(with good statutes of St. Peter and St. Paul over the doorway); Goldie's
extension is to the right. Top centre is the back of Giffard House.
Note the dome in its roof, which is the dome to the sanctuary of the church.
Off the picture to the left is the remnant of the churchyard burial ground.
|This photo, taken from the third floor of the
Civic Centre, shows how the two listed buildings are really one;
and it also shows the buildings relationship to the Molineux
Hotel, just above it and to the right.
The chapel is now the sanctuary of the church (and still has
the bedrooms of Giffard House over it) and the aisle is within a new block
at the back. Goldie's south chapel and the north chapel of c1920
(which can just be seen to the right of Giffard House in the photo above)
are extensions of the original chapel. The result is a remarkable
piece of architectural history.
||Back at the front of the building, the modern
caretaker's house is to the right and at the back is the 1920 north
extension of the sanctuary, with three blind arched windows.
|The interior, looking towards the altar. Before
the Catholic church's requirements on the placing of altars changed,
there was an elaborate altar against the far wall, which has now
been placed in a large arched niche just left of the photo.
The altar rails were also removed and re-used in various parts of
the church. The 1920s extension to the sanctuary (to the left)
contains windows with re-used glass, the origins and date of which
are unknown; they look Victorian but may just be medieval.
||This remarkable altar forms a chapel in the Goldie
extension of the sanctuary. Its history and origin seem
to be unknown.
|The large memorial brass to Bishop Milner, on the south wall of the
||Bishop Milner's tomb in the crypt of the church.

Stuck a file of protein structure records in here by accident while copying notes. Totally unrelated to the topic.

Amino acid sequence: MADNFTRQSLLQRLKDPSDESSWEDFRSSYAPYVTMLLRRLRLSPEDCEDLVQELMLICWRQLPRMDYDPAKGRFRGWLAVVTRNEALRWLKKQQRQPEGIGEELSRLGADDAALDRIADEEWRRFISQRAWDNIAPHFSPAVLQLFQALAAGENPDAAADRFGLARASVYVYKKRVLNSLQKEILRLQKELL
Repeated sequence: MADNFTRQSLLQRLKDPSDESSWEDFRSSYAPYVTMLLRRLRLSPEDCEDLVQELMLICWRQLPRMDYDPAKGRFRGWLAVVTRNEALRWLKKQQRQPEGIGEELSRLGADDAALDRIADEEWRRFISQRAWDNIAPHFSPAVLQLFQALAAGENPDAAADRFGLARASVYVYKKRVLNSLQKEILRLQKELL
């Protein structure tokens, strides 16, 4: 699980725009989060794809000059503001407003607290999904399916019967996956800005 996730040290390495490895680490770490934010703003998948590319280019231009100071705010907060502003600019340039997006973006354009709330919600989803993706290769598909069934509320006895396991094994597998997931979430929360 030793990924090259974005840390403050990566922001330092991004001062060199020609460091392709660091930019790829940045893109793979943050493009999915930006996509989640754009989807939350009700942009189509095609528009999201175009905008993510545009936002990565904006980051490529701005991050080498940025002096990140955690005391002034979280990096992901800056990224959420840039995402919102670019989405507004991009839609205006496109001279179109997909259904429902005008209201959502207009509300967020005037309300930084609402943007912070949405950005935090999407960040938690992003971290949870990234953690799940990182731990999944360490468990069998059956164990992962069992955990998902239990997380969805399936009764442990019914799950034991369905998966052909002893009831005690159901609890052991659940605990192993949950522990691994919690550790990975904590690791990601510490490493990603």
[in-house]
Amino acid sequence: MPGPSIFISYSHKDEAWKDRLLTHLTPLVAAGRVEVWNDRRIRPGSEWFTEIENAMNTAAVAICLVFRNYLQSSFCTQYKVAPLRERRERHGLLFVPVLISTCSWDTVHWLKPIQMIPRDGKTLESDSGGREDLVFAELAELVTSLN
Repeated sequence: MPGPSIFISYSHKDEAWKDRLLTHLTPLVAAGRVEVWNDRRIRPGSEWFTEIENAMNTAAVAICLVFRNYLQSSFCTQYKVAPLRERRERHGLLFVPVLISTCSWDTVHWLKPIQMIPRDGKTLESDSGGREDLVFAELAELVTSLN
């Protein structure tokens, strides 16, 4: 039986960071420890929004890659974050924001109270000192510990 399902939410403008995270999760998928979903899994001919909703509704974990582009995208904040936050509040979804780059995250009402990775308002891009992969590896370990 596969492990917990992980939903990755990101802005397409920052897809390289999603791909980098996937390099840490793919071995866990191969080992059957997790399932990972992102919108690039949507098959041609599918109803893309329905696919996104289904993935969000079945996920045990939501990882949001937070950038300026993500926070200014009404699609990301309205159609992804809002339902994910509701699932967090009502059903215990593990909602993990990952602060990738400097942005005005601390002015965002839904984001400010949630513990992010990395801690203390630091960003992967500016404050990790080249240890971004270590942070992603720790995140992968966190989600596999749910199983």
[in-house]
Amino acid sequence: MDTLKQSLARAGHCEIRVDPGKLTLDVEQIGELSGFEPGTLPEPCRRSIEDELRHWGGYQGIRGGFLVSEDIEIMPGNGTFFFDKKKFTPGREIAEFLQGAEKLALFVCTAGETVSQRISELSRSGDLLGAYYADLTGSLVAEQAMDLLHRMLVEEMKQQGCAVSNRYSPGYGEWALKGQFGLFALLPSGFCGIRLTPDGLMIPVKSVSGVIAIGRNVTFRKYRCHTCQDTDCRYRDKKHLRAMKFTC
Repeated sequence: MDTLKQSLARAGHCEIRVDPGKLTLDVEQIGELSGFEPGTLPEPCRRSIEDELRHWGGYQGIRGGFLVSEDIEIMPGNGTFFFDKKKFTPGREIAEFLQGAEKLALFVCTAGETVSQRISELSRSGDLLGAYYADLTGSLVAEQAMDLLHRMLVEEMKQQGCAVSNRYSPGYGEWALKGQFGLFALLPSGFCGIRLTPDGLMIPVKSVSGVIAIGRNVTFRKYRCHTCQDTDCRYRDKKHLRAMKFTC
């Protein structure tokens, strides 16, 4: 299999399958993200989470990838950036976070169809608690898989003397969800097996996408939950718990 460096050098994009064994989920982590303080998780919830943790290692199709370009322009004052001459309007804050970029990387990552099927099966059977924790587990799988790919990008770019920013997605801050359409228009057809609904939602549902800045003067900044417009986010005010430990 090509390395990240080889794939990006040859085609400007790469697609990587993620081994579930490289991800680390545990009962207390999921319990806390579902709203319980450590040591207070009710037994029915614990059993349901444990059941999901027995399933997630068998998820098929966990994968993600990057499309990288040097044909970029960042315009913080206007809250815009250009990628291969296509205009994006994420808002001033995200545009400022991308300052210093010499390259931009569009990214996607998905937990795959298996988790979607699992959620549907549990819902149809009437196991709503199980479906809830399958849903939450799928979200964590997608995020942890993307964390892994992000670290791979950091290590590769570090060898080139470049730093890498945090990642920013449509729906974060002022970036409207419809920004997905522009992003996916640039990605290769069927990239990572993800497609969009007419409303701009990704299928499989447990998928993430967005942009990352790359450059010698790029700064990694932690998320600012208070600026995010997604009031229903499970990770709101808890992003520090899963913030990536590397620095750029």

The gates and railings to the front of Giffard House appear
to be part of the original building.
Some ten to fifteen years ago it was proposed to pull the
whole lot down. It was in a very derelict state and was felt to be of
limited usefulness, being built in a far corner of its parish and separated
from it by the Ring Road. A public inquiry was lost and a new bishop
resolved to restore it. All parts of the building were restored, at
the cost of more than £1,000,000, by the Catholic church. The
restoration work was very thoroughly researched and excellently carried out.
Giffard House and St. Peter and St. Paul's church, inside
and out, and the exterior and (perhaps especially) the interior of the
church, are very fine architecture, and the building is of exceptional
interest in the religious history of this country. The church contains
glass, brasses, pictures and other items of great interest. But the
Department of State (and what it is called changes so often that I cannot
keep up with it) and their "agency", English Heritage, only upgraded it to
II* at the last review. This may be because they treat it as two
buildings (although it is clearly one) or because they still suffer from the
Victorian approach to old buildings and think that to be good it must be
very big and very elaborate (or in London?).
Many thanks to the parish priest, Father Daley, for
permission to enter and take photos.